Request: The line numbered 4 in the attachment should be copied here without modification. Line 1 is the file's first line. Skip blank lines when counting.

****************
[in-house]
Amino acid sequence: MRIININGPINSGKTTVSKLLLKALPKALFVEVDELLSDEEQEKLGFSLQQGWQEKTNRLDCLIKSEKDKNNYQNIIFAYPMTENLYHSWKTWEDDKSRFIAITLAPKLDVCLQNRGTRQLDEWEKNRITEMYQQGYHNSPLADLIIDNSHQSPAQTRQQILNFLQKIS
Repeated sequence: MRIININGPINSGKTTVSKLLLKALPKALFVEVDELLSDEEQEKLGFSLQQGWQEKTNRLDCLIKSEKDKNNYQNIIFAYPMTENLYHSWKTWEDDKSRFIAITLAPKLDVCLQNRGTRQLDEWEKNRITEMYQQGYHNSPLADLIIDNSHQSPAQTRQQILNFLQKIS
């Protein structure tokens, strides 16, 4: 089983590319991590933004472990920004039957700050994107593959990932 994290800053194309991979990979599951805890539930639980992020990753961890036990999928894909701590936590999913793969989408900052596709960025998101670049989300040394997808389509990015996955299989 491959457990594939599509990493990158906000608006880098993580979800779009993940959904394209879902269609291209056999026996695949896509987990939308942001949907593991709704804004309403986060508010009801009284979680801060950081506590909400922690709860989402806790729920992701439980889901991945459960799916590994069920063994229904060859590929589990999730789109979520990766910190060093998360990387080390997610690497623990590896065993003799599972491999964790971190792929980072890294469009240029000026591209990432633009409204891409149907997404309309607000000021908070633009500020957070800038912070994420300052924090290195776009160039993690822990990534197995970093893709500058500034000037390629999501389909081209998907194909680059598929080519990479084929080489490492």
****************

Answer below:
């Protein structure tokens, strides 16, 4: 089983590319991590933004472990920004039957700050994107593959990932 994290800053194309991979990979599951805890539930639980992020990753961890036990999928894909701590936590999913793969989408900052596709960025998101670049989300040394997808389509990015996955299989 491959457990594939599509990493990158906000608006880098993580979800779009993940959904394209879902269609291209056999026996695949896509987990939308942001949907593991709704804004309403986060508010009801009284979680801060950081506590909400922690709860989402806790729920992701439980889901991945459960799916590994069920063994229904060859590929589990999730789109979520990766910190060093998360990387080390997610690497623990590896065993003799599972491999964790971190792929980072890294469009240029000026591209990432633009409204891409149907997404309309607000000021908070633009500020957070800038912070994420300052924090290195776009160039993690822990990534197995970093893709500058500034000037390629999501389909081209998907194909680059598929080519990479084929080489490492």